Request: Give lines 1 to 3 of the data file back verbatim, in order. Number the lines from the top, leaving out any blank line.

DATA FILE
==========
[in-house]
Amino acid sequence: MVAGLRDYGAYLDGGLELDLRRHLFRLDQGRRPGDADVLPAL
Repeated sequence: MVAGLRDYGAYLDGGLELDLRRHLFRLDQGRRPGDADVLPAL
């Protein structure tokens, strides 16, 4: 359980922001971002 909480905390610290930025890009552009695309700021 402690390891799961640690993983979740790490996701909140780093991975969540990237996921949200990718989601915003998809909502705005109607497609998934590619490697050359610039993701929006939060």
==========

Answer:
[in-house]
Amino acid sequence: MVAGLRDYGAYLDGGLELDLRRHLFRLDQGRRPGDADVLPAL
Repeated sequence: MVAGLRDYGAYLDGGLELDLRRHLFRLDQGRRPGDADVLPAL